The Different Shades of Green
At about 1 AM on Tuesday, March 3rd, I arrived back to my apartment in Brooklyn, New York. The weather was devastatingly frigid and I couldn't see my hands in front of my face - my bus had arrived really late on the count of a blizzard that attacked the northeast. As I lay in my bed, staring at the ceiling, sleep would not come easy. Even though I hadn't slept in about 20 or so hours and had spent the majority of my day trying to figure out how to get home, I was overcome with a sense of energy and passion that was instigated by the weekend I had just spent in Washington, DC.
I was in Washington for the Powershift 2009 conference, in part to act as a representative of the Brooklyn League and as well as an Operations representative, to help run the show in the background. I first became involved with the League in June 2008, as an intern in the Brooklyn office. Since then, I've grown progressively more passionate about the work we do. I had registered people to vote, gotten people to sign the PowerVote pledge to keep politicians accountable and become more vocal and politically aware. Old habits die hard, however, so I tended to approach everything I did with a touch of cynicism or apathy.
As you can see on the Power Shift 2009 News Post, many were gathered at the DC convention center to learn, work together and lobby congress on behalf of clean energy and a green economy. When we arrived at the convention center earlier that weekend, I admit, I was cynical. Perhaps it was because I was on a bus for four or five hours, but I found myself in doubt of what a bunch of kids gathered in a convention center, yelling about green energy could possibly do.
Moments later, I found my cynicism crushed by the power of inspiration. The first thing I did when I got to Powershift on Friday night was run to a speech by Green For All founder Van Jones, author of The Green Collar Economy. Van Jones is the first African-American environmentalist to have a New York Times best seller. Immediately following his speech, I knew that the mood of this weekend was going to be unlike anything I had ever felt before. Mr. Jones called upon young scholars of all different races to embrace the age they had been born into, bringing together those who had felt lost and lonely for so long to channel the pain in their hearts and allow it to manifest itself as passion for change. Like countless others, the anger, frustration and loneliness in my heart at the current state of the world drove me into a negative state of cynicism and apathy.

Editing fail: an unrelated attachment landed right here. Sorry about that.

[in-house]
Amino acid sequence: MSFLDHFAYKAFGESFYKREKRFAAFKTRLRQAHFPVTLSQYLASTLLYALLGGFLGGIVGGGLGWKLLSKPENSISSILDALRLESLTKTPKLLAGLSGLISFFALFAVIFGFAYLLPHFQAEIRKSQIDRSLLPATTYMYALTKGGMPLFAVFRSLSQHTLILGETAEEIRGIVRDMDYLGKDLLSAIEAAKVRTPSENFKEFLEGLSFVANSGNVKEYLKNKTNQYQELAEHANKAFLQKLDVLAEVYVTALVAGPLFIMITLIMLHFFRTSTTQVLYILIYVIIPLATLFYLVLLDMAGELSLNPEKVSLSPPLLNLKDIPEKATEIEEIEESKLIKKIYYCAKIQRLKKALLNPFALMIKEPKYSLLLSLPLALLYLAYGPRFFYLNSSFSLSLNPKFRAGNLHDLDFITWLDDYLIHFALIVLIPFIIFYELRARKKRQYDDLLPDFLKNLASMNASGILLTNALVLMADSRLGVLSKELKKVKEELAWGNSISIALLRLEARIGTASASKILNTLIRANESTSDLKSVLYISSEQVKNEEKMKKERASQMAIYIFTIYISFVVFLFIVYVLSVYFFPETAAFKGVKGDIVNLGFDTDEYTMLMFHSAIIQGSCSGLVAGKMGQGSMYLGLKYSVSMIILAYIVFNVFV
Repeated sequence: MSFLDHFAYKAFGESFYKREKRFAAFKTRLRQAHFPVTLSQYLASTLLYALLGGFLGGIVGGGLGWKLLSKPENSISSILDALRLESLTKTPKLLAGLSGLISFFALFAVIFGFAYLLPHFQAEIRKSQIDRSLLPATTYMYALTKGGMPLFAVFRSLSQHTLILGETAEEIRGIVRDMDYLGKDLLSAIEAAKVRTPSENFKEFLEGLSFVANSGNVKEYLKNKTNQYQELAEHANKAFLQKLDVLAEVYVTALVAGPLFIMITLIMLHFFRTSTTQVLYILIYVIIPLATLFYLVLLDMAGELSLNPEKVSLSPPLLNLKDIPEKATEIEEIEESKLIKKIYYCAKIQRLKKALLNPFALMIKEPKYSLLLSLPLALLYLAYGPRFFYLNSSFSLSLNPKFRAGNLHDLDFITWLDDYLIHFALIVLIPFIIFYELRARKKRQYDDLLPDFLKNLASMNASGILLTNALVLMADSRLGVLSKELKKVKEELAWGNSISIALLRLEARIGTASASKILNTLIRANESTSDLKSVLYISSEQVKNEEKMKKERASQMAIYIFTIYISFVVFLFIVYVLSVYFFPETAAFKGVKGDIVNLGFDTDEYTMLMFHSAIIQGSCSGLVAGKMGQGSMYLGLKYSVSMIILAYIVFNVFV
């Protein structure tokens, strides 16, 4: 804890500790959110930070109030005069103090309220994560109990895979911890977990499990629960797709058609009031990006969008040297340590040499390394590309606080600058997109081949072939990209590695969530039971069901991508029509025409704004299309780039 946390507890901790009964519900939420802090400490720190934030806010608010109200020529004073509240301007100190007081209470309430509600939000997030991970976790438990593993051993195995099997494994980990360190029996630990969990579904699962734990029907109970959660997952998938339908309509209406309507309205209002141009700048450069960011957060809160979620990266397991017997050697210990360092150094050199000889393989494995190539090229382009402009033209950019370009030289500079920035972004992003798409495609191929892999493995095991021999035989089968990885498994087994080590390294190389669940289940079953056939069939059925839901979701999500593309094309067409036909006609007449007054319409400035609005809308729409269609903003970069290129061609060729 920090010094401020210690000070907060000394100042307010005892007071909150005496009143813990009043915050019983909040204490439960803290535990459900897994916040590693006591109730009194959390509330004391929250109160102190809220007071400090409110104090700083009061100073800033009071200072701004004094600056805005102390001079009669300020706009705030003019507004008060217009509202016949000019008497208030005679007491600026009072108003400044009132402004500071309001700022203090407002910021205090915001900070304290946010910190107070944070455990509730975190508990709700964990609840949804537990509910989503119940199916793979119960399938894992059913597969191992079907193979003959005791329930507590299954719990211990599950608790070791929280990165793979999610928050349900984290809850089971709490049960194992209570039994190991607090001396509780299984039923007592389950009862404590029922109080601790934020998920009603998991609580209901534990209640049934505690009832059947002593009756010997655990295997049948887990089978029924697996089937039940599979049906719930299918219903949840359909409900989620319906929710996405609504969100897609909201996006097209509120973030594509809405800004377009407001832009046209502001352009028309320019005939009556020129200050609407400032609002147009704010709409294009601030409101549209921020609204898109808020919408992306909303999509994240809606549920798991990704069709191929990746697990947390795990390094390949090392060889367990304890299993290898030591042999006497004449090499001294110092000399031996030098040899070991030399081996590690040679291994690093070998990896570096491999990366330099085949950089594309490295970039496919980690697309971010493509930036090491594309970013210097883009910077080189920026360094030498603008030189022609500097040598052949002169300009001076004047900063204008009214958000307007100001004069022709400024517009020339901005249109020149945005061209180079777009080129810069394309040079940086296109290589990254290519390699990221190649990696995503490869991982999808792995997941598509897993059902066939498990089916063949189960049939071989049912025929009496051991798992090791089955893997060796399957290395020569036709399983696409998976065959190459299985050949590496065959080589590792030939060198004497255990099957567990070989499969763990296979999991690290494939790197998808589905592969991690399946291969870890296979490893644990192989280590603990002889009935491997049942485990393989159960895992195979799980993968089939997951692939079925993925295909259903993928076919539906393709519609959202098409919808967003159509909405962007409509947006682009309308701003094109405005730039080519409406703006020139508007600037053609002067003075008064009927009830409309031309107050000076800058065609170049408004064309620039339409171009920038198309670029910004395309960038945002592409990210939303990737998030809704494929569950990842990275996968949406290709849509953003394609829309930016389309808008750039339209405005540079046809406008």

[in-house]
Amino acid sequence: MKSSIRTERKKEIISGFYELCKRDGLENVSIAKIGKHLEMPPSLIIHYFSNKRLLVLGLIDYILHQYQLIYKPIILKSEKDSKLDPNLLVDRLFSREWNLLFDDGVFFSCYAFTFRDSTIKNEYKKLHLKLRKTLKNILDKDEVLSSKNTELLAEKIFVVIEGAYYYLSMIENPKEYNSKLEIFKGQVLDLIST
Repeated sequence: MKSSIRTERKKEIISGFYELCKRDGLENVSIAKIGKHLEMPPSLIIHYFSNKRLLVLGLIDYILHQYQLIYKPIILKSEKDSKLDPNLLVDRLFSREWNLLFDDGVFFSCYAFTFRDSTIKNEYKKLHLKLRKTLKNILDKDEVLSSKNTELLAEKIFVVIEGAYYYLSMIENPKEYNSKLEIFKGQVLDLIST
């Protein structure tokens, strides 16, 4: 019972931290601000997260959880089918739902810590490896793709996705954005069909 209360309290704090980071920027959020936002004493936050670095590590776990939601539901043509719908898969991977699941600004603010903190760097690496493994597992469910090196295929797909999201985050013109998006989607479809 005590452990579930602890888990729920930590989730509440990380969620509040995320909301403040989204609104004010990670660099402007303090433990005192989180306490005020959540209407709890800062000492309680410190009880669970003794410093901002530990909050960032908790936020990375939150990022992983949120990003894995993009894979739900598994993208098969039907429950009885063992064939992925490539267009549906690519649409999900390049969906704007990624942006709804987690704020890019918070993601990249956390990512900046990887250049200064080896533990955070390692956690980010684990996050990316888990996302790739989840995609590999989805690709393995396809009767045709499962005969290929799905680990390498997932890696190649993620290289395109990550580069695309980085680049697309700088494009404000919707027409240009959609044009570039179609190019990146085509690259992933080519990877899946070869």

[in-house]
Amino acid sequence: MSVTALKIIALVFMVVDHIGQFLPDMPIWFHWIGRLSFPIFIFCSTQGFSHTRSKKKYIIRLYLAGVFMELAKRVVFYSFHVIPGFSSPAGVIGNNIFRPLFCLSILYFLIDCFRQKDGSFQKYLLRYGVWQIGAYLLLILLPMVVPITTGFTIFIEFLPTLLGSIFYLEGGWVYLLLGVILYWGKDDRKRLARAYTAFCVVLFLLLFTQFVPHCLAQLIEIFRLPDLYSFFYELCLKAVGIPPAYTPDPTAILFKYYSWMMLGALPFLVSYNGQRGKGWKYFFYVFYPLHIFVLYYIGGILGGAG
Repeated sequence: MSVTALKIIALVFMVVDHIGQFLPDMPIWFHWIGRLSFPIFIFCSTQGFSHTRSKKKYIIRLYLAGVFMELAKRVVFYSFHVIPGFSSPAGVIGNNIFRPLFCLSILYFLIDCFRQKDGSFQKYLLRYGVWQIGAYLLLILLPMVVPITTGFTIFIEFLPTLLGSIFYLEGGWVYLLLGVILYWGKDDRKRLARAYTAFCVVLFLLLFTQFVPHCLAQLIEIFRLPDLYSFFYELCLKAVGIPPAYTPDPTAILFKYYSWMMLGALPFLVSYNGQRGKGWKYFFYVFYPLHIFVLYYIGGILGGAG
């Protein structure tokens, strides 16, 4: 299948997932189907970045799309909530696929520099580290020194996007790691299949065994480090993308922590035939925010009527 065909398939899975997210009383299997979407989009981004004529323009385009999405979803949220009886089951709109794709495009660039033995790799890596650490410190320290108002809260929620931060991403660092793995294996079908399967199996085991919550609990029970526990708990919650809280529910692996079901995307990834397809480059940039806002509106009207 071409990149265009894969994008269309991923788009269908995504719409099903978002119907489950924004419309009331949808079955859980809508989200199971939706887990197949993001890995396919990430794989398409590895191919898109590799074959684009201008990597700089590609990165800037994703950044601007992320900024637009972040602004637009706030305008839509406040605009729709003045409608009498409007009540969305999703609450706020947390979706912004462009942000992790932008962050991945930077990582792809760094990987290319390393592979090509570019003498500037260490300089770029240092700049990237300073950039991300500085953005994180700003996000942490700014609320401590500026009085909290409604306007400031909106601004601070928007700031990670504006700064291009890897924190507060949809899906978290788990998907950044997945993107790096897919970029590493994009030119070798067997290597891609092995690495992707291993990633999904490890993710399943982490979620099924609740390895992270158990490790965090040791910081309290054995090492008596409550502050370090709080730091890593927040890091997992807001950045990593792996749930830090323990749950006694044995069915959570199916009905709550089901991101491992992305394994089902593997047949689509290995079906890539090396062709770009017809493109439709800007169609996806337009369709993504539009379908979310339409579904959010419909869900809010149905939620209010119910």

As Powershift continued, I started to see countless people, young and old, of all different races coming together for one purpose: to bring about broad change to protect the livelihood of future generations. The energy in the convention center was absolutely undeniable - I had begun to see the culmination of the goals of so many embodied each and every face that walked through the crowd. Individuals of every color, creed, gender identity and age were united in a sense of hope for the future and passion for the cause. The stereotype of 'privileged white folks' as environmentalists could exist no longer - at this moment, on this day, if your heart was beating and your eyes were wide, you understood. You got it. You were now part of a movement that could not be stopped.
On the final day of the conference, my mind wandered back to the opening speech by Van Jones. I began to realize as I sat there: the movement is now and I am a pivotal part of it. As a young American, I started to get it: we were born at this dramatic juncture for a reason. At this moment, we must all come together and transcend the outdated bartering lines of race and gender to encompass a grand vision of a better tomorrow. It is pivotal for us as Americans to channel the negative feelings we carry with us on a daily basis as a fuel for change in this country. It is only with a grander awareness of our national and local communities that we can join together and strengthen this movement.
Unity breeds strength, and strength is required in the fierce urgency of now. For the first time in our country's history, we have the opportunity to influence a dramatic shift from a historically destructive, warfare causing, dwindling energy supply to a technologically sound renewable technology that will consequently 'fuel' the country's economy. I am standing up for a better tomorrow. You, out there looking at your computer screen, listening to music and browsing through blog posts, have a fire in your heart that is unable to be put out. I am asking for you to embrace it and join me. Despite our differences in appearance, creed or gender, we must all come together to rally for the greater good. Together, we can ensure a future for ourselves and future generations. We have the power.